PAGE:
DiPALM was evaluated using simulated benchmark datasets (Spies et al., 2019). Eight different simulated datasets were generated (rows). Dataset names denote the number of simulated counts, number of simulated replicates, and the number of simulated timepoints. This table also includes the top three performing methods mentioned in Spies et al.: splineTC (Michna et al., 2016), maSigPro (Nueda et al., 2014), and impulseDE2 (Fischer et al., 2018). The method of running a traditional differential expression analysis on each timepoint separately and then taking the most significant timepoint for each gene is also shown (pairwise). Three different DiPALM evaluations were carried out using the pattern-detecting version (kME), the abundance-detecting version (Median) and a combined score using the sum of both.

https://cdn.elifesciences.org/articles/58993/elife-58993-supp8-v2.docx
Supplementary file 9

CNS annotations for Arabidopsis.

Using a list of canonical CNS sequences derived from Haudry et al., 2013, the TAIR10 genome was annotated for those CNSs using NCBI BLAST+. This dataset is in BED file format with six fields as follows: Field 1 denotes the chromosome, Field 2 denotes the start nucleotide position, Field 3 denotes the end nucleotide position, Field 4 denotes the CNS accession (name), Field 5 is a placeholder ‘1’ for a score annotation but is not used in this case, Field 6 denotes the strand.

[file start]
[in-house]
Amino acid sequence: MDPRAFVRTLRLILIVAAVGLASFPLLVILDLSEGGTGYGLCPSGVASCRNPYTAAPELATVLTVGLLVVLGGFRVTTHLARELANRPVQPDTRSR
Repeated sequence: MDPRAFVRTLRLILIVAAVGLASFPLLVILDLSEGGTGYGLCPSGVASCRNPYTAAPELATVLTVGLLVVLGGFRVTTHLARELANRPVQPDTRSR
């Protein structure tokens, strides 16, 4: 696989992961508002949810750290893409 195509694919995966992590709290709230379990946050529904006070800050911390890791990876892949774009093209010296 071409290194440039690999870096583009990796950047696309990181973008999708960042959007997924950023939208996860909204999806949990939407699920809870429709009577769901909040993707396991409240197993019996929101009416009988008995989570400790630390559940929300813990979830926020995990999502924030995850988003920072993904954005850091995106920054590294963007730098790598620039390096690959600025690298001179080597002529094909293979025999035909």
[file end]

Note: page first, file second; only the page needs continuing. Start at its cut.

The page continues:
https://cdn.elifesciences.org/articles/58993/elife-58993-supp9-v2.txt.zip
Supplementary file 10

CNS Annotations for Brassica rapa R500.

Using a list of canonical CNS sequences derived from Haudry et al., 2013, the B. rapa R500 genome was annotated for those CNSs using NCBI BLAST+. This dataset is in BED file format with six fields as follows: Field 1 denotes the chromosome, Field 2 denotes the start nucleotide position, Field 3 denotes the end nucleotide position, Field 4 denotes the CNS accession (name), Field 5 is a placeholder ‘1’ for a score annotation but is not used in this case, Field 6 denotes the strand.

https://cdn.elifesciences.org/articles/58993/elife-58993-supp10-v2.txt.zip
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https://cdn.elifesciences.org/articles/58993/elife-58993-transrepform-v2.docx